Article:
Crouch End Festival Chorus: Alexandra Palace Theatre
- Credit: David Winskill
Thanks to some of the friendliest stewarding in London, queuing, checking-in and settling-down in Ally Pally's Victorian Theatre was stress-free for this rousing comeback concert.
With an inspired opening selection we were suddenly listening to with Eric Whitacre’s poem i [sic] thank you God for this most amazing day. Looking around the socially distanced auditorium, it reminded me of black and white wartime movies which used classical concerts as shorthand for the civilisation we were all fighting for.
After Lauridsen’s transcendentally lovely O magnum mysterium, conductor David Temple took to the mic: “Welcome back!” yelled a member of the audience: “Thank you!” echoed a beaming Temple: after 532 difficult days it was great to have CEFC back.
Lillie Harris was in the audience to hear her fabulous work, Margaret, a tribute to a 17th century female health professional “Nurse, midwife, surgeon, physician.” One of the solo leads was sung with heart by Crouch End GP and choir member Dr Margaret Ellerby – it was simply perfect.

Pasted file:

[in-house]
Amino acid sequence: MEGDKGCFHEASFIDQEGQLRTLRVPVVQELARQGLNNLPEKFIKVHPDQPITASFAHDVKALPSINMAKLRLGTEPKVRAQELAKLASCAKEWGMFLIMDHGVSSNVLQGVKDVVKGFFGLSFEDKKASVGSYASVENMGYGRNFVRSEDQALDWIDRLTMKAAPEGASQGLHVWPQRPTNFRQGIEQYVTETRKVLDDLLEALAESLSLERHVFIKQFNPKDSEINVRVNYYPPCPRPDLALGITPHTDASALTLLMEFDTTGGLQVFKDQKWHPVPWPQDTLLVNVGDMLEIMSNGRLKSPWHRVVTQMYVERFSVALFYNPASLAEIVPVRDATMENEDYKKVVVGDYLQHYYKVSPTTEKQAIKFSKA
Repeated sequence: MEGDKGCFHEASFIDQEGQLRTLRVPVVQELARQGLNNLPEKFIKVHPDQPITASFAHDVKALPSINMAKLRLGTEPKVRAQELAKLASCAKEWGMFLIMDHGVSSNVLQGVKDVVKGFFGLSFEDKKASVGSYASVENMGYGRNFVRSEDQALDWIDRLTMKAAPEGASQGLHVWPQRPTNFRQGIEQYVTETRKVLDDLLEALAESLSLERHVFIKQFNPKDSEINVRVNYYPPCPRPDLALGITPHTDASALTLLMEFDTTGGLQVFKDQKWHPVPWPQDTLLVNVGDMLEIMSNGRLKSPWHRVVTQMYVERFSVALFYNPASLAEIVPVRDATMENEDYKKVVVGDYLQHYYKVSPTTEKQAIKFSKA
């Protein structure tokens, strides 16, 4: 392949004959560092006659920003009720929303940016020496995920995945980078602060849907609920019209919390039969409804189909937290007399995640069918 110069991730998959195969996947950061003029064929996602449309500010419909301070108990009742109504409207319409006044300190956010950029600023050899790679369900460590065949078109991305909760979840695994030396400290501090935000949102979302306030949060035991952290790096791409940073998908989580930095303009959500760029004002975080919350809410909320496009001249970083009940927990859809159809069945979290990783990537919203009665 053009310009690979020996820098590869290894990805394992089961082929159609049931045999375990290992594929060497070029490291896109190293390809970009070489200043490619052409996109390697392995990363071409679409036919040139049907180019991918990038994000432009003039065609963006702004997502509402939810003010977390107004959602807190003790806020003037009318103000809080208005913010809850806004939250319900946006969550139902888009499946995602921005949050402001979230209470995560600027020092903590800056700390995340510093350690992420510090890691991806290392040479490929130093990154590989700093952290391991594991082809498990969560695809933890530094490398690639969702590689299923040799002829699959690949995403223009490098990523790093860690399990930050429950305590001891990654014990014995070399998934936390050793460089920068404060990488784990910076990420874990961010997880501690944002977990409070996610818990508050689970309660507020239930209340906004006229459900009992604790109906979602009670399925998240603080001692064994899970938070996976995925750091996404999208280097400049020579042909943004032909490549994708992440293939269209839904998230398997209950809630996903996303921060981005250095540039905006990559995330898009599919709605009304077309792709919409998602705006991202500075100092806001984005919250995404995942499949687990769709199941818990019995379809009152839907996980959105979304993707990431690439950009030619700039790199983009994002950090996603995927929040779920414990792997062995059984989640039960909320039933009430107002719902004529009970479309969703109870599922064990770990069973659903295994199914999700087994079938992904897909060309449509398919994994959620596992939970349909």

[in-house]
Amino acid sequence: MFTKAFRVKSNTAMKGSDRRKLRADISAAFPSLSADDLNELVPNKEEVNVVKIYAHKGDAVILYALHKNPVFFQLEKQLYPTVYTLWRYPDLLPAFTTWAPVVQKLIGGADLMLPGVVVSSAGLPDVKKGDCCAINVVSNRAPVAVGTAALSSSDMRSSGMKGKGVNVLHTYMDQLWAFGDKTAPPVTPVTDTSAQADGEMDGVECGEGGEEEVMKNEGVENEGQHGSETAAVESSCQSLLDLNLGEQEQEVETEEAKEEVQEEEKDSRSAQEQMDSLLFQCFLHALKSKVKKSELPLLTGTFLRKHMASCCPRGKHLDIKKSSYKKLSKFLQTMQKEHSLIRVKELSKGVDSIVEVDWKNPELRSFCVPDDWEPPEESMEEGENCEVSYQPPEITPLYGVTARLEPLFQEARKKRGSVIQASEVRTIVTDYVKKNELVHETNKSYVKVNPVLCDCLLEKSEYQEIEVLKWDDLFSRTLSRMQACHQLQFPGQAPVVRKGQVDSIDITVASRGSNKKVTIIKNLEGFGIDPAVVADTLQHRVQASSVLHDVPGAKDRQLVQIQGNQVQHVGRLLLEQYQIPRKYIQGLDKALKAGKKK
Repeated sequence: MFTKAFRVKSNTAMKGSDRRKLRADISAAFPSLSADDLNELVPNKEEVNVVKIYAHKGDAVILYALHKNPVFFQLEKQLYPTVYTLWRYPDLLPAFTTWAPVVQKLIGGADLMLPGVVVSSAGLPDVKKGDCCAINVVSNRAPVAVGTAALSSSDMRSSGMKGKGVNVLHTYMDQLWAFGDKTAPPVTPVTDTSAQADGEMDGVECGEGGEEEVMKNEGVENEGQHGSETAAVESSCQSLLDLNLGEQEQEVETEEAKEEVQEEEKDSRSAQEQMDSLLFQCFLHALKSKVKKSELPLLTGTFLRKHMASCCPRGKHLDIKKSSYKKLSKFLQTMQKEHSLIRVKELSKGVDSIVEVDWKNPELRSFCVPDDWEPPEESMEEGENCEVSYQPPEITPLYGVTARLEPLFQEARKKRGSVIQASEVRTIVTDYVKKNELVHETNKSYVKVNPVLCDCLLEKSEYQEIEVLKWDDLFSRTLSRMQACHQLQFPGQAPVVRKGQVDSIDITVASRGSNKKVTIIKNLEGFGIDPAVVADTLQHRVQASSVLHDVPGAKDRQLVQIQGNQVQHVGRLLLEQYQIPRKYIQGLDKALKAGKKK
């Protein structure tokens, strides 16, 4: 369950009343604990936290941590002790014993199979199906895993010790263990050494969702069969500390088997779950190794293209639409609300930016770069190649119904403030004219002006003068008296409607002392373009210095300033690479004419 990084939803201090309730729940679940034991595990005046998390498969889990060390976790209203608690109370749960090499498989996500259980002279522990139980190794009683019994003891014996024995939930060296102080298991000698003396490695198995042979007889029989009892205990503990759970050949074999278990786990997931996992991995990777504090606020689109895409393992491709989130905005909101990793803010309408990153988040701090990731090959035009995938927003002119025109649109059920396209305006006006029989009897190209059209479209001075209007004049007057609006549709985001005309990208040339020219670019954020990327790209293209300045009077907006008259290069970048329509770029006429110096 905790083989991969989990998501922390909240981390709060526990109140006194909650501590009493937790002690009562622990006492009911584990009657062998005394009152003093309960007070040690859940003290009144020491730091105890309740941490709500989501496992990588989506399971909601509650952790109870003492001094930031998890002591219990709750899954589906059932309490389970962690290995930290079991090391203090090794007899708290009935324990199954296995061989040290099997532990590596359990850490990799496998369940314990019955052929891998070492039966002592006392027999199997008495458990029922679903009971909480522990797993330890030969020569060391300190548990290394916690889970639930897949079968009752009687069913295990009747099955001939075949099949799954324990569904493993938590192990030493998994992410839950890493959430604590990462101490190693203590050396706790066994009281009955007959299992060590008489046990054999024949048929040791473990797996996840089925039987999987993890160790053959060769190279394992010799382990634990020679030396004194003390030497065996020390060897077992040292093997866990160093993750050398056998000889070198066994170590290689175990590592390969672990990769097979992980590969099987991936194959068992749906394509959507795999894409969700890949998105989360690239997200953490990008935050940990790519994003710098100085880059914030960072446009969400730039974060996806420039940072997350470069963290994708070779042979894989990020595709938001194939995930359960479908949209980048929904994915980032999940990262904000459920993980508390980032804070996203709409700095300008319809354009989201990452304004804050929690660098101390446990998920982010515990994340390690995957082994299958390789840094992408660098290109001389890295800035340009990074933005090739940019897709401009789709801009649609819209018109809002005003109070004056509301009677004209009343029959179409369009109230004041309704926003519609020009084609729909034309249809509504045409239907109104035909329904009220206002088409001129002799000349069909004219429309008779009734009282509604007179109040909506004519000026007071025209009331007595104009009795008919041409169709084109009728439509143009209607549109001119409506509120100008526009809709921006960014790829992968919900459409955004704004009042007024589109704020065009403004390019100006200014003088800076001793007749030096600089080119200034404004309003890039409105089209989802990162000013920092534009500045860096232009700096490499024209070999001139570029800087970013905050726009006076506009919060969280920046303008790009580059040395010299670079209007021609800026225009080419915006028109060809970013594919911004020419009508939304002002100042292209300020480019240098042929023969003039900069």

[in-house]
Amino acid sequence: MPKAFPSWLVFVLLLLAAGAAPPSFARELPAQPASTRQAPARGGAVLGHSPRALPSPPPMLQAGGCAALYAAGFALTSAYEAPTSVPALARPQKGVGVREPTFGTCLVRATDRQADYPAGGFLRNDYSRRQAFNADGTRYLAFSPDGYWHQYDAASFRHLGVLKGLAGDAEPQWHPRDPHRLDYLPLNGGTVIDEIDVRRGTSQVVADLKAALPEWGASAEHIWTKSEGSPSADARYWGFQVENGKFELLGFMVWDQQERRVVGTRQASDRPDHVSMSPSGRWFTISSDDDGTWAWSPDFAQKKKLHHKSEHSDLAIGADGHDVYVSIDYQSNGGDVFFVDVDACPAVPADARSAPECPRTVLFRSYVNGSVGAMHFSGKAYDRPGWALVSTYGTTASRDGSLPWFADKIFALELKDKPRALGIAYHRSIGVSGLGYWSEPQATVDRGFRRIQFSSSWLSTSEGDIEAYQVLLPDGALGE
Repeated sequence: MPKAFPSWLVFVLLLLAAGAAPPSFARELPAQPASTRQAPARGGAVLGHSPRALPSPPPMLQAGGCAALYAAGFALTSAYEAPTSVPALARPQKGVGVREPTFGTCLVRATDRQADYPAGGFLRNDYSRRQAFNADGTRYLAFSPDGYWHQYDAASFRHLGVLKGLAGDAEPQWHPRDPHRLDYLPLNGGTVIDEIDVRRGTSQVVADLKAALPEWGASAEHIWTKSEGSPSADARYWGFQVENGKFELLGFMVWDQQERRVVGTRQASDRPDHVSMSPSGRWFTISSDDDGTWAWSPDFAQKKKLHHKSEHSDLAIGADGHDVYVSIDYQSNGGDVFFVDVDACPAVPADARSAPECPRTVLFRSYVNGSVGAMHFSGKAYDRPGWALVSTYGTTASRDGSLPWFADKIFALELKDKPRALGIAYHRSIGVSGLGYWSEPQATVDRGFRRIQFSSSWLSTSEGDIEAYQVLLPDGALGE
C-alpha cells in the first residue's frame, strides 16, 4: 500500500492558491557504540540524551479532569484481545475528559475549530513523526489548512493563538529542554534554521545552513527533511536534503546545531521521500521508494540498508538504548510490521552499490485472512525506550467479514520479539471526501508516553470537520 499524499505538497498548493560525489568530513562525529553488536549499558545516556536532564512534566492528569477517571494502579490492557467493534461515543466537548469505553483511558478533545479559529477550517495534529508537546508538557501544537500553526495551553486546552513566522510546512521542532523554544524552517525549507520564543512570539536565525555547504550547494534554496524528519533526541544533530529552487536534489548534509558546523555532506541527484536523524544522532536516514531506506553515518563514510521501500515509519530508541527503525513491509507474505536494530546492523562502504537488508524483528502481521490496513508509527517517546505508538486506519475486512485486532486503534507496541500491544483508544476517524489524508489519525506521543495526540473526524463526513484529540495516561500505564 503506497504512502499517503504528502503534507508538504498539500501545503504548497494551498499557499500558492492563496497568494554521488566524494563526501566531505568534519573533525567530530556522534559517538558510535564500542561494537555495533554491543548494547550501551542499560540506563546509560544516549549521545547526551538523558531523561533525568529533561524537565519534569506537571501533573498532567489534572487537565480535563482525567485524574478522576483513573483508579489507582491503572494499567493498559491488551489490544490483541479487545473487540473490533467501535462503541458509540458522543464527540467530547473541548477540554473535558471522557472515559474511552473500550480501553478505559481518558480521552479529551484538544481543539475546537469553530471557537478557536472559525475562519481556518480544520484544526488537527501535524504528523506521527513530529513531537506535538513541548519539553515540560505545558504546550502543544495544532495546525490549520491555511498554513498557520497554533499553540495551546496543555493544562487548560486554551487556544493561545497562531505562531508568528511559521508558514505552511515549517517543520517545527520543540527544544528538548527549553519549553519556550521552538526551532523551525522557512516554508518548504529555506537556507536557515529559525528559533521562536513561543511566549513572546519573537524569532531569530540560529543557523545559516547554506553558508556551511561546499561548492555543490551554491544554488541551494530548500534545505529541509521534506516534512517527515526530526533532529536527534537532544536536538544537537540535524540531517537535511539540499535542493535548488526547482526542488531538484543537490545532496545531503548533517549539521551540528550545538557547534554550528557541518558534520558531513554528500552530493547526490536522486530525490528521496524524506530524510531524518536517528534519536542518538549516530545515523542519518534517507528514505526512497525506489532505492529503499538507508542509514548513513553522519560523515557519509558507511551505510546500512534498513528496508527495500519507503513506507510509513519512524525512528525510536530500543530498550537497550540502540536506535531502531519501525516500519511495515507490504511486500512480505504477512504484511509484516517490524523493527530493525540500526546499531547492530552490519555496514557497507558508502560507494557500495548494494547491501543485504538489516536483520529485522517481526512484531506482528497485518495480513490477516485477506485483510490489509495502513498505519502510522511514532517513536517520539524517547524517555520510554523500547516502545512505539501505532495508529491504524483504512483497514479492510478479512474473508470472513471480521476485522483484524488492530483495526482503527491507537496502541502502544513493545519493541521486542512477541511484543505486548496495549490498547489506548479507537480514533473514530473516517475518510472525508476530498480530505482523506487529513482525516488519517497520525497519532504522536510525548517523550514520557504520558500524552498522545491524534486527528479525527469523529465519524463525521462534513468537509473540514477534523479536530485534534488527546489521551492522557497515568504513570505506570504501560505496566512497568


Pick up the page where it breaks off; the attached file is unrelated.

After Philip Glass’s spellbinding Three Songs, Temple excitedly told us that dancing in the aisles was acceptable for the evening’s centrepiece. Quite a rarity, Duke Ellington’s Sacred Concert was composed for the 1965 opening of Grace Cathedral in San Francisco. Ronald Perrin has edited the piece for his Blue Planet Orchestra and, in Jazz News I read that Ellington's motive for writing the work “… was an opportunity to square his accounts with the deity. “
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I think the deity would be pretty pleased with what he heard. Soprano Zoe Brookshaw has a massive, brilliantly jazzy and occasionally sultry voice, perfectly suited to this amalgam of big band, be-bop, syncopation, gospel and spiritual "a potpourri of faith-based entertainments."
The choir adored it and started random swaying and hip-wiggling. Temple threw himself into it and, with the occasional nod, worked seamlessly with Perrin. The dozen or so members of the Blue Planet Orchestra were amazing; the percussion and bass section tight but sensitive; the brass and wood-wind, each given their moments to shine, were outstanding. The audience’s extended standing ovation screamed: “Welcome Back!” 4/5 stars.
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